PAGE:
The employer's exceptive allegations to the petition of impleader show that it secured the payment to its employees of compensation pursuant to the Longshoremen's and Harbor Workers' Compensation Act, § 5, 33 U.S.C.A. § 905, and the employer contends that its liability to the libellant is exclusive under the Act, and in place of all other liability and that by reason of the Act there was no common liability between it and the S.S. Granville to the libellant upon which any right of indemnity in favor of the claimant could accrue against it.
The questions presented on this motion are whether the Longshoremen's and Harbor Workers' Act is a valid defense to the petition of impleader and whether a right to indemnity exists between the claimant and the employer in the absence of an express contract of indemnity.
The answers are found in American Mut. Liability Ins. Co. v. Matthews, 2 Cir., 182 F.2d 322, at pages 323-324. The court said:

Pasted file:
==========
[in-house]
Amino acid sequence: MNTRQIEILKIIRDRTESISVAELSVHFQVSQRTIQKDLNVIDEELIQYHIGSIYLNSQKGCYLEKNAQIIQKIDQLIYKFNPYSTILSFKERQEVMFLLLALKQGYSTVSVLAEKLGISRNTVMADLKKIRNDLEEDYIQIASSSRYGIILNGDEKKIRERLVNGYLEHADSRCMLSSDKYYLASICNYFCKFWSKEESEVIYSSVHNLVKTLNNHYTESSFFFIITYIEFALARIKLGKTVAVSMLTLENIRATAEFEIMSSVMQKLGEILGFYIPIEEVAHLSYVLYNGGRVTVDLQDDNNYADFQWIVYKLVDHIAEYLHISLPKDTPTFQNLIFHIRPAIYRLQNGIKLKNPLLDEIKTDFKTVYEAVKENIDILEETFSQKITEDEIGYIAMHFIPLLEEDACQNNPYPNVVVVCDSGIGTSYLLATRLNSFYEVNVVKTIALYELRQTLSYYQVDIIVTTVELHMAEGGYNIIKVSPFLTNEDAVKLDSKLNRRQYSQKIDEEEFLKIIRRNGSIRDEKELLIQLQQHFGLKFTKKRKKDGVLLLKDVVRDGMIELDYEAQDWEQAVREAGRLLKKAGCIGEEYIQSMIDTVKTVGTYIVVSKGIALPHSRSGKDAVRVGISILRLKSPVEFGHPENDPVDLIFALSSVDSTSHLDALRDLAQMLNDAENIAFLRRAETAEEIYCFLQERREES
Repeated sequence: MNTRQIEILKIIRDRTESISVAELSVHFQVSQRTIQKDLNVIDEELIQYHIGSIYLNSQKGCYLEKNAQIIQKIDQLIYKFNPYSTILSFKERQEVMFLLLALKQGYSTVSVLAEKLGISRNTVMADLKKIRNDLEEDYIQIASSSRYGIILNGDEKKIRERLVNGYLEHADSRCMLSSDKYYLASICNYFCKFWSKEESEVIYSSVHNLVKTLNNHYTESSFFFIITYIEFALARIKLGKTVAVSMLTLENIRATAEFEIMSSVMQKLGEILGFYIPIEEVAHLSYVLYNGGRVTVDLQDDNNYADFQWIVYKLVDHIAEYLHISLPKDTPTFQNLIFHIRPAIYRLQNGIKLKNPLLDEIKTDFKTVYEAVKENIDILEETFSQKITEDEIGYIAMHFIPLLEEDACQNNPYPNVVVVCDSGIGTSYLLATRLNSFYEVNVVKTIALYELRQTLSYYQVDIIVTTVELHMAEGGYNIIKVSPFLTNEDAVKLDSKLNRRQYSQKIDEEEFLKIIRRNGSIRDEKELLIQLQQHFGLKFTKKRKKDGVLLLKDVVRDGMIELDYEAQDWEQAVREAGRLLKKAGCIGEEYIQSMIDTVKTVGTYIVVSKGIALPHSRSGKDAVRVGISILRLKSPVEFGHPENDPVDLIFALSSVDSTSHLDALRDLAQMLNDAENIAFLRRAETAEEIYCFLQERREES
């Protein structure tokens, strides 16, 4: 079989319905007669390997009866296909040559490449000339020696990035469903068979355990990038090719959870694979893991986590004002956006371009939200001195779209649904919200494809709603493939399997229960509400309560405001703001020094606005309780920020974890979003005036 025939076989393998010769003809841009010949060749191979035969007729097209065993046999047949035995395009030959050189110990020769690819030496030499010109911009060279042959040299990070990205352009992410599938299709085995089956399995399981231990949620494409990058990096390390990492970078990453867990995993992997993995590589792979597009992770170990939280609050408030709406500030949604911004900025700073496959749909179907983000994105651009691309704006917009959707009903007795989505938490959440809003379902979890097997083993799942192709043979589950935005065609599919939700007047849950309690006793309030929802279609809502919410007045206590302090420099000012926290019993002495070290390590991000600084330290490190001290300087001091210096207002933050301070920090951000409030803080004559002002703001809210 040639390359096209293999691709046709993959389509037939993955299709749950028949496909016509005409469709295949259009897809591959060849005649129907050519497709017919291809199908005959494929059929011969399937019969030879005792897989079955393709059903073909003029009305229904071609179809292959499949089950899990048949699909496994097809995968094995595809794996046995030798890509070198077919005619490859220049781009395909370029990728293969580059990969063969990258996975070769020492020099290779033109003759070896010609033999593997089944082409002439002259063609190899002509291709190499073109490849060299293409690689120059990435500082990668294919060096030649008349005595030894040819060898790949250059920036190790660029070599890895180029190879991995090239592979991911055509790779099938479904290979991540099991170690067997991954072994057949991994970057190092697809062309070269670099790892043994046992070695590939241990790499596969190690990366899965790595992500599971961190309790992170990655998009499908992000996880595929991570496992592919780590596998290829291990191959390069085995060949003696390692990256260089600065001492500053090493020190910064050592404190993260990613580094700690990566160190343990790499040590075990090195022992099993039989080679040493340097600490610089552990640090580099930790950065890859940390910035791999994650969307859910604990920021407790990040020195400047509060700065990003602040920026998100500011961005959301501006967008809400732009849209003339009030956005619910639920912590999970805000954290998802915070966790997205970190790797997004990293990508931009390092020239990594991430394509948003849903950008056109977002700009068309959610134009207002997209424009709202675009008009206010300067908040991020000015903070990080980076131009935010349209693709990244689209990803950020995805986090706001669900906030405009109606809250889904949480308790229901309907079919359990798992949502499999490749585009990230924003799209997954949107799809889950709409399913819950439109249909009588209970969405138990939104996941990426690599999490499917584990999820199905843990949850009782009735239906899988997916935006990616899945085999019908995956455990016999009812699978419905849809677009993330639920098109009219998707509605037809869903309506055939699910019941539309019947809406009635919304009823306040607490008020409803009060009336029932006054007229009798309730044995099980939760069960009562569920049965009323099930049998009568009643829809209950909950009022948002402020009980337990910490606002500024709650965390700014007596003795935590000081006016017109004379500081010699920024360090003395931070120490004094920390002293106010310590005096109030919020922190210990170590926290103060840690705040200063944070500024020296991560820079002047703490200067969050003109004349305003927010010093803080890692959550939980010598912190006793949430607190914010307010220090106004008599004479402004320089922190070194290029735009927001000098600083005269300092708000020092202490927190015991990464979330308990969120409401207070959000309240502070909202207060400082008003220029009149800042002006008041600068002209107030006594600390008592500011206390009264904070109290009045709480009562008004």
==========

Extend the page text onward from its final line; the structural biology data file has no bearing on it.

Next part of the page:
'The Act confers upon an injured employee within its coverage a right to compensation regardless of negligence or fault on the part of his employer. 33 U.S.C.A. § 904. And Sec. 905 provides that 'The liability of an employer prescribed in section 904 of this title shall be exclusive and in place of all other liability of such employer to the employee * * * and anyone otherwise entitled to recover damages from such employer at law or in admiralty on account of such injury * * * '- with an exception not here relevant. Thus the statute exempts the employer from any duty to pay damages for negligently injuring his employee and substitutes therefor an absolute duty to pay the prescribed compensation. For a right of contribution to exist between tort- feasors, they must be joint wrongdoers in the sense that their tort or torts have imposed a common liability upon them to the party injured. In the case at bar the shipowner and the stevedoring firm were not under a common liability to the injured employee, nor were they joint wrongdoers. His claim against his employer was not for damages, as was his claim against the shipowner, nor was it dependent upon any tort committed by his employer. Consequently the shipowner can have no right to contribution based on the theory that they were joint tort-feasors.